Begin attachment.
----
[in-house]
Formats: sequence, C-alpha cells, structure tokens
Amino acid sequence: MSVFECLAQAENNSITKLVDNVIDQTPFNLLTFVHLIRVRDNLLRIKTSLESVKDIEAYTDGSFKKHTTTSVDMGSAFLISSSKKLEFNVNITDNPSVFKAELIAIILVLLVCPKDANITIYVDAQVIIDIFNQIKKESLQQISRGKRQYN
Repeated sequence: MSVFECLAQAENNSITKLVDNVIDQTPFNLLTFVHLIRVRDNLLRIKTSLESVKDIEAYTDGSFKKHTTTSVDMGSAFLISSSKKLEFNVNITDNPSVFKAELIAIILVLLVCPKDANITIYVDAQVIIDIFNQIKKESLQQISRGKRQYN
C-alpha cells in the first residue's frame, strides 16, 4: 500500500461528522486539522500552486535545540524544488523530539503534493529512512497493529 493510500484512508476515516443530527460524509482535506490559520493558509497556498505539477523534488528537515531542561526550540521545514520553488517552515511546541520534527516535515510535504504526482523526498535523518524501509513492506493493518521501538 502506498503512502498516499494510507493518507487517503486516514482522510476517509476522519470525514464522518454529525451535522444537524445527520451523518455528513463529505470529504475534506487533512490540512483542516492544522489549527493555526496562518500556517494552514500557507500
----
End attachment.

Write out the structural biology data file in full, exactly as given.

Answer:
[in-house]
Formats: sequence, C-alpha cells, structure tokens
Amino acid sequence: MSVFECLAQAENNSITKLVDNVIDQTPFNLLTFVHLIRVRDNLLRIKTSLESVKDIEAYTDGSFKKHTTTSVDMGSAFLISSSKKLEFNVNITDNPSVFKAELIAIILVLLVCPKDANITIYVDAQVIIDIFNQIKKESLQQISRGKRQYN
Repeated sequence: MSVFECLAQAENNSITKLVDNVIDQTPFNLLTFVHLIRVRDNLLRIKTSLESVKDIEAYTDGSFKKHTTTSVDMGSAFLISSSKKLEFNVNITDNPSVFKAELIAIILVLLVCPKDANITIYVDAQVIIDIFNQIKKESLQQISRGKRQYN
C-alpha cells in the first residue's frame, strides 16, 4: 500500500461528522486539522500552486535545540524544488523530539503534493529512512497493529 493510500484512508476515516443530527460524509482535506490559520493558509497556498505539477523534488528537515531542561526550540521545514520553488517552515511546541520534527516535515510535504504526482523526498535523518524501509513492506493493518521501538 502506498503512502498516499494510507493518507487517503486516514482522510476517509476522519470525514464522518454529525451535522444537524445527520451523518455528513463529505470529504475534506487533512490540512483542516492544522489549527493555526496562518500556517494552514500557507500